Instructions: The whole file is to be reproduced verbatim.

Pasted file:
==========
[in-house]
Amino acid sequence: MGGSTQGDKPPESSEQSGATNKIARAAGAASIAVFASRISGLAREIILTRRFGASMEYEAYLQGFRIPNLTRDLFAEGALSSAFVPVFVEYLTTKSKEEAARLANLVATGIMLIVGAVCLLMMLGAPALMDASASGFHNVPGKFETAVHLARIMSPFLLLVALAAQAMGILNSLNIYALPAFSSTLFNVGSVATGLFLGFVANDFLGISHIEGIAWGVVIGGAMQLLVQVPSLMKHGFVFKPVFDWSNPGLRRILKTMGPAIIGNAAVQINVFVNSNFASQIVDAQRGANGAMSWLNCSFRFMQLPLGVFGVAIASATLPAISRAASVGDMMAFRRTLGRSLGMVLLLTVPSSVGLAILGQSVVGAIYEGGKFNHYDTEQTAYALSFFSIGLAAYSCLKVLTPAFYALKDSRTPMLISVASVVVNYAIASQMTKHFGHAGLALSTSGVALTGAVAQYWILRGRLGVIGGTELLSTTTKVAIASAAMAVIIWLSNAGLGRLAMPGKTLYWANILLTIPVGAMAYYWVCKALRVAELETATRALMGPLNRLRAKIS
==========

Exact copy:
[in-house]
Amino acid sequence: MGGSTQGDKPPESSEQSGATNKIARAAGAASIAVFASRISGLAREIILTRRFGASMEYEAYLQGFRIPNLTRDLFAEGALSSAFVPVFVEYLTTKSKEEAARLANLVATGIMLIVGAVCLLMMLGAPALMDASASGFHNVPGKFETAVHLARIMSPFLLLVALAAQAMGILNSLNIYALPAFSSTLFNVGSVATGLFLGFVANDFLGISHIEGIAWGVVIGGAMQLLVQVPSLMKHGFVFKPVFDWSNPGLRRILKTMGPAIIGNAAVQINVFVNSNFASQIVDAQRGANGAMSWLNCSFRFMQLPLGVFGVAIASATLPAISRAASVGDMMAFRRTLGRSLGMVLLLTVPSSVGLAILGQSVVGAIYEGGKFNHYDTEQTAYALSFFSIGLAAYSCLKVLTPAFYALKDSRTPMLISVASVVVNYAIASQMTKHFGHAGLALSTSGVALTGAVAQYWILRGRLGVIGGTELLSTTTKVAIASAAMAVIIWLSNAGLGRLAMPGKTLYWANILLTIPVGAMAYYWVCKALRVAELETATRALMGPLNRLRAKIS